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Area of the Region Inside the Curve.

  1. Mar 5, 2009 #1
    Would it be possible if I could get help getting started? I don't have any work yet, but I am really trying to figure it out..

    Problem:
    Determine the area of the region inside the curve x^2+y^2-2y=0 and outside y(x^2+4)=5.

    It has a graph and I'll upload a picture if needed. Basically? It's the area under the top of the circle but above the curve.


    We have been discussing parametric, but I can't wrap my head around it because he didn't explain it all too well. Obviously it is symmetric about the y-axis. Other than that, I just need help getting started...
     
  2. jcsd
  3. Mar 5, 2009 #2
    Since the circle is the upper bound the the other curve is the lower bound, you will be finding the difference of the integral of the circle and that of the curve bounded by their intersections on the left and right, namely [tex]\int^{b}_{a}[(x^{2}+y^{2}-2y)-(y(x^{2}+4))]dx[/tex], where a is their intersection on the left and b is their intersection on the right. I haven't down any calculation for them yet so you will need to find out the a and b. :)
     
  4. Mar 5, 2009 #3
    So, I will set, for example, [tex]\sqrt{2y-y^2}[/tex]=[tex]\sqrt{\frac{5}{y}-4}[/tex]?
    Then solve it from there, to find a and b?
     
  5. Mar 5, 2009 #4
    I suggest you solving for x instead, since the x values are what you need for a and b. Try to rewrite the equations in terms of x, and then set then equal and solve for x. You should be getting two distinct values, which the lower one will be a and the other one be b.
     
  6. Mar 5, 2009 #5
    How would you solve for x when in the equation for the circle we're given "y^2-2y"? I know I should know this, but I don't... :(
     
  7. Mar 5, 2009 #6
    Point a and b are the points of intersections of the two equations you are given.
     
  8. Mar 5, 2009 #7
    I know that, I just don't know how to solve for x in the situation where there is a "y^2-2y) situation...
     
  9. Mar 5, 2009 #8
    Then you may wish to solve for y first, and then plug the values of y into either equations to get two separate x values. :)
     
  10. Mar 5, 2009 #9
    **I totally meant in terms of x... Wow. That was silly.
     
  11. Mar 5, 2009 #10
    ([tex]\frac{5}{x^2+4}[/tex])2-2([tex]\frac{5}{x^2+4}[/tex]=-x2
    which then gives me

    I have ([tex]\frac{5}{x^2+4}[/tex])2-([tex]\frac{10}{x^2+4}[/tex])=-x2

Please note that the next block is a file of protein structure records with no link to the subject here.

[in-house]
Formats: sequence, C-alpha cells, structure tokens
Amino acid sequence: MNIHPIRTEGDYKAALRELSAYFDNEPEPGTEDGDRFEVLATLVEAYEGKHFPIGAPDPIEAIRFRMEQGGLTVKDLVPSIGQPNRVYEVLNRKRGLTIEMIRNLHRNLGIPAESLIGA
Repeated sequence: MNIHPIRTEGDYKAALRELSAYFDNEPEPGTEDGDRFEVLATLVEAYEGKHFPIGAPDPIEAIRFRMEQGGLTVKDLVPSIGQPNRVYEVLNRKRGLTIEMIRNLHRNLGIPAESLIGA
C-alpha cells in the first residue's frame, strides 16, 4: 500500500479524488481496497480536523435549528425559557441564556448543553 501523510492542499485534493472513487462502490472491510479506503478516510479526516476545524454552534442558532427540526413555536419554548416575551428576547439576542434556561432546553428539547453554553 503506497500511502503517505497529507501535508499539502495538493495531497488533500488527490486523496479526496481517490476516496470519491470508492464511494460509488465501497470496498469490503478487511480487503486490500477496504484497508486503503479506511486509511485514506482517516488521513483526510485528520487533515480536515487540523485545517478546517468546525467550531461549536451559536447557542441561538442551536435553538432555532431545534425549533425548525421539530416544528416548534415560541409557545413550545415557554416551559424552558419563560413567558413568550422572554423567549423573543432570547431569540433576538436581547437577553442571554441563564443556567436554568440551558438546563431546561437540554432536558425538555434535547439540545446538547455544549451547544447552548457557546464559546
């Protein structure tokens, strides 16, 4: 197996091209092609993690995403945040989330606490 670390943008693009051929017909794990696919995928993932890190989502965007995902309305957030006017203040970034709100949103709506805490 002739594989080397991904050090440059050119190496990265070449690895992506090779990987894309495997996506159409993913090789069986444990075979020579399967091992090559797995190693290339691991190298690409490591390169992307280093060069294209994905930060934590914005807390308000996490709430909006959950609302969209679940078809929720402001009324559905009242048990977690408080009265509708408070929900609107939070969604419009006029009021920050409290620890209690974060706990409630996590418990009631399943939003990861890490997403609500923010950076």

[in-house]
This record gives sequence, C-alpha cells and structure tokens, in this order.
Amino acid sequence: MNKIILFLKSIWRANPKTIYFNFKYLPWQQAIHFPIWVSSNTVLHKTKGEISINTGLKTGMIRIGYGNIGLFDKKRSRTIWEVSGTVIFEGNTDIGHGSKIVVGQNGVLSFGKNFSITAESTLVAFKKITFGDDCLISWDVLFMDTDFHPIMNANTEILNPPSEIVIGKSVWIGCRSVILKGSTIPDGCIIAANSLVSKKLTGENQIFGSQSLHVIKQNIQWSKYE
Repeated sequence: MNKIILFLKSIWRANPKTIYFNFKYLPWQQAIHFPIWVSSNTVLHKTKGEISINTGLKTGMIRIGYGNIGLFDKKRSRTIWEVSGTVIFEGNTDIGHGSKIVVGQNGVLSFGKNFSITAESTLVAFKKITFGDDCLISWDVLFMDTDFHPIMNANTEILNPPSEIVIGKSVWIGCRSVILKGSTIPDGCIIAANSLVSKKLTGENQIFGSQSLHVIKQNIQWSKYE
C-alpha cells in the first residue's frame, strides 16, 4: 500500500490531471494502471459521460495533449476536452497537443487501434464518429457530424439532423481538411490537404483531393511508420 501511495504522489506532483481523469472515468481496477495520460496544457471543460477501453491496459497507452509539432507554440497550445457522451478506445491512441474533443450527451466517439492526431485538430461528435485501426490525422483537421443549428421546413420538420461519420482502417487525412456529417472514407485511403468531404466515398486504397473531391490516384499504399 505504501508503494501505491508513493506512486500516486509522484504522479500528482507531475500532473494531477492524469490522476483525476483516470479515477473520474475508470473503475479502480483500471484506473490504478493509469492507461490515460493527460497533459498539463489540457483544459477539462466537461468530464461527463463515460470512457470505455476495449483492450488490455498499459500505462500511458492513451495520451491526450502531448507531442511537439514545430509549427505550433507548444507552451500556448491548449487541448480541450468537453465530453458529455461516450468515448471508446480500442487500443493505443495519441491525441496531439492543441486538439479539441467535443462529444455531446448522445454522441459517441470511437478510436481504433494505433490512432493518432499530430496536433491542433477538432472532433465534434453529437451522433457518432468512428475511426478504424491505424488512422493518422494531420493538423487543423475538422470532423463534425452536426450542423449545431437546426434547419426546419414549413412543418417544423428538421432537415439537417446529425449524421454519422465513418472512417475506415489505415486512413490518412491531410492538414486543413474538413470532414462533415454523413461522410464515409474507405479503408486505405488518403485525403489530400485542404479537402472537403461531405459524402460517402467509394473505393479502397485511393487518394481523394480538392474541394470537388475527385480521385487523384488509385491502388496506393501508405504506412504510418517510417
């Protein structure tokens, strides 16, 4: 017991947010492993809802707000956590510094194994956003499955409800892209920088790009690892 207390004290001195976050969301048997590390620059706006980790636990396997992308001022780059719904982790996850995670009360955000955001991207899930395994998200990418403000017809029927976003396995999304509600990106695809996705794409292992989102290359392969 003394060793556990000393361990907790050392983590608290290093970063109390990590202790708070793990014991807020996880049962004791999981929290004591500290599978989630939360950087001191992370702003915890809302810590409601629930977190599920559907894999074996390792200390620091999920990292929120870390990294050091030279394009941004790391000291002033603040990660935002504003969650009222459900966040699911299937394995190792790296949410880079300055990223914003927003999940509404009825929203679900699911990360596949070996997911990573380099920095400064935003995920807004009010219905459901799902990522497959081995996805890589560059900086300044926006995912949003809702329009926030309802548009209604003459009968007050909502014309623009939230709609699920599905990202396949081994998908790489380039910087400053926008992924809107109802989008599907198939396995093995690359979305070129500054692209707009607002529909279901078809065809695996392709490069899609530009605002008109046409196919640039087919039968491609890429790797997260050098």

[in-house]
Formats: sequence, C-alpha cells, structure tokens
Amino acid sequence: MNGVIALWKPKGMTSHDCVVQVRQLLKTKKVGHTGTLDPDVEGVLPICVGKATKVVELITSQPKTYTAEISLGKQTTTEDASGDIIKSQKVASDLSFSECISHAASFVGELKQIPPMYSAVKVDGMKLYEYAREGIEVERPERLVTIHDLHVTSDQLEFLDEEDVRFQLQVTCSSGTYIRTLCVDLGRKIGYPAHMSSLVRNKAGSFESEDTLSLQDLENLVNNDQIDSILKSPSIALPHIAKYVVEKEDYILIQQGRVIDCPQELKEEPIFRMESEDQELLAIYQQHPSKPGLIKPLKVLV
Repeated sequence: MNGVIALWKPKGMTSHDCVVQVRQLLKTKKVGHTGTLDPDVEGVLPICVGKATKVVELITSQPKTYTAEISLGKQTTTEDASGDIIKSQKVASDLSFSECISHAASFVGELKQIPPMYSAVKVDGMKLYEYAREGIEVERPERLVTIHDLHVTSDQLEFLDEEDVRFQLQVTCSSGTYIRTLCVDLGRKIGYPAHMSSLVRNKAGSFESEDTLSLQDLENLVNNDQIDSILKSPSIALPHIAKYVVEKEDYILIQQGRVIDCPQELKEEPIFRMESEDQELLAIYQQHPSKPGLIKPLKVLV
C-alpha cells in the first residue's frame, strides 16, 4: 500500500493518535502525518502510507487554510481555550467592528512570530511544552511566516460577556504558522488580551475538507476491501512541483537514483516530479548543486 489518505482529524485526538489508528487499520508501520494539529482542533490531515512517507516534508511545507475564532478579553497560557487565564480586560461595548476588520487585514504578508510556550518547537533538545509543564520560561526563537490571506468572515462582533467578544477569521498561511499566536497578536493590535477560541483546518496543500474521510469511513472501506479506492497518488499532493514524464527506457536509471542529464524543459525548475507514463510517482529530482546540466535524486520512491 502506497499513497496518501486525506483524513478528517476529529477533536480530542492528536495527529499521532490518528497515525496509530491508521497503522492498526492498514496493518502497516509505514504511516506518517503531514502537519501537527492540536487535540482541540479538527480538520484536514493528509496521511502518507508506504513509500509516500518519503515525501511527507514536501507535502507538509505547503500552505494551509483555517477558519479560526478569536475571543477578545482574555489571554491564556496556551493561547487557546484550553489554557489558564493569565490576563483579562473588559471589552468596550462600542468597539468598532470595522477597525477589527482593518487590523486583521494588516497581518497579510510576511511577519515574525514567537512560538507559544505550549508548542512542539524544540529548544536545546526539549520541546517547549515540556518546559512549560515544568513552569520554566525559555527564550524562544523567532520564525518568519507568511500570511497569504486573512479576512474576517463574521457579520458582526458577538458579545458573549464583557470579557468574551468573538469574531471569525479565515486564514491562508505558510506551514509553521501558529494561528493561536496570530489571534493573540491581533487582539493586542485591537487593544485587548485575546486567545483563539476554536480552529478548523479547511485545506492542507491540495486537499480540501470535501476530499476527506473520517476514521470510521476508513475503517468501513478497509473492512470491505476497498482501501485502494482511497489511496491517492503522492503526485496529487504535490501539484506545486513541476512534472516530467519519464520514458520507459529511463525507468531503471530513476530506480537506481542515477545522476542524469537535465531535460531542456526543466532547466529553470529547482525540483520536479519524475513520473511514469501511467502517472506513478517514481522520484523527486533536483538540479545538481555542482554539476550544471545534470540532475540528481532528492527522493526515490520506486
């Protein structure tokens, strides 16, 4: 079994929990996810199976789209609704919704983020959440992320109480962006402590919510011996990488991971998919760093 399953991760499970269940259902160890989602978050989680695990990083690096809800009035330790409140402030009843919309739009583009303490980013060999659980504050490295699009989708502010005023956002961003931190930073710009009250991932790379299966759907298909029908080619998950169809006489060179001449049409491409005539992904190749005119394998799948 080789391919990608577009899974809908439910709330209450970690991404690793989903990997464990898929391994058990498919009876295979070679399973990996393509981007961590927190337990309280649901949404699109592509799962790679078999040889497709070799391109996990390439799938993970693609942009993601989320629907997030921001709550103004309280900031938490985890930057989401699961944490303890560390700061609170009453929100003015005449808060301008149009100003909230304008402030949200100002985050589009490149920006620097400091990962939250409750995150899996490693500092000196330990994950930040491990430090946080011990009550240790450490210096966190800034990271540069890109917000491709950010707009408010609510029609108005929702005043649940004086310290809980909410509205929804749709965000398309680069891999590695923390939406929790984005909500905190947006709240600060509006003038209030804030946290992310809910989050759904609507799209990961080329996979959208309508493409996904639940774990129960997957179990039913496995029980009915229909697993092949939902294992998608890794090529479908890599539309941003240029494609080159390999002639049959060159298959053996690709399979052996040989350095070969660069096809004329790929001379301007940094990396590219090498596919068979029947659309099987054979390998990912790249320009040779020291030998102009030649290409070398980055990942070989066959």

But when I graphed it, I don't really think that's right....
     
  12. Mar 5, 2009 #11
    For this question, solving for x directly is quite complicated; on the other hand, solve for y is relatively easier. Try solving for y then plug the values of y into either equation to get x, that will make things a whole lot easier.. :D
     
  13. Mar 5, 2009 #12
    I already tried that, and then it wasn't easily factored... So that's when I got stuck.
     
  14. Mar 5, 2009 #13
    First you write it as 0=y^3-2y^2-4y+5, then you do a bit of trial and error and find that (x-1) is a factor by doing long division, which leaves you (y-1)(y^2-y-5), then I'm sure you know what to do to find the root in (y^2-y-5). ;)
     
  15. Mar 5, 2009 #14
    Oh my gosh... I'm dumb as a box of rocks. That totally makes sense.
    So, I get y=-2, 1, and 3... But I'll be using -2 and 3, correct? And it is y, right? Hah.

    I really appreciate your help.. I'm still going to need some more, I'm sure... But I seriously do appreciate it.
     
  16. Mar 5, 2009 #15
    Ok, so, now I'm trying to figure out the integral.
    Going from:
    with a=-2 and b=3
    [tex]\int[/tex]((x^2+y^2-2y)-(y(x^2+4))dx
    obviously I have to solve for y still, correct?

    That's why I'm confused, because when solving for y... The circle has a y^2-2y and how would I solve for y in that case?
     
  17. Mar 5, 2009 #16
    The circle's equations in terms of x are y=1+sqrt(1-x^2) and y=1-sqrt(1-x^2). Good luck! :)
     
  18. Mar 5, 2009 #17
    Thank you VERY much! I think that will definitely help... I'll post my answer (if I get it done) on here. Thanks!!!
     
  19. Mar 5, 2009 #18
    One more question, I think...
    Because a half circle is involved, will I use [tex]\frac{\pi r^2}{2}[/tex] for the equation of the circle?
     
  20. Mar 5, 2009 #19
    If that half involved is centered in the origin vertically, then yes for this question once the r is known (in which case it is). :)
     
  21. Mar 5, 2009 #20
    When I use:

    [tex]\int[/tex][(1+[tex]\sqrt{1-x^2}[/tex])-([tex]\frac{5}{x^2+4}[/tex]]^2 dx
    a=-2 and b=3
    (my professor is letting us use our calculator)
    When I put it in, it tells me that it's an unreal answer? (And I know we aren't supposed to get them).
     
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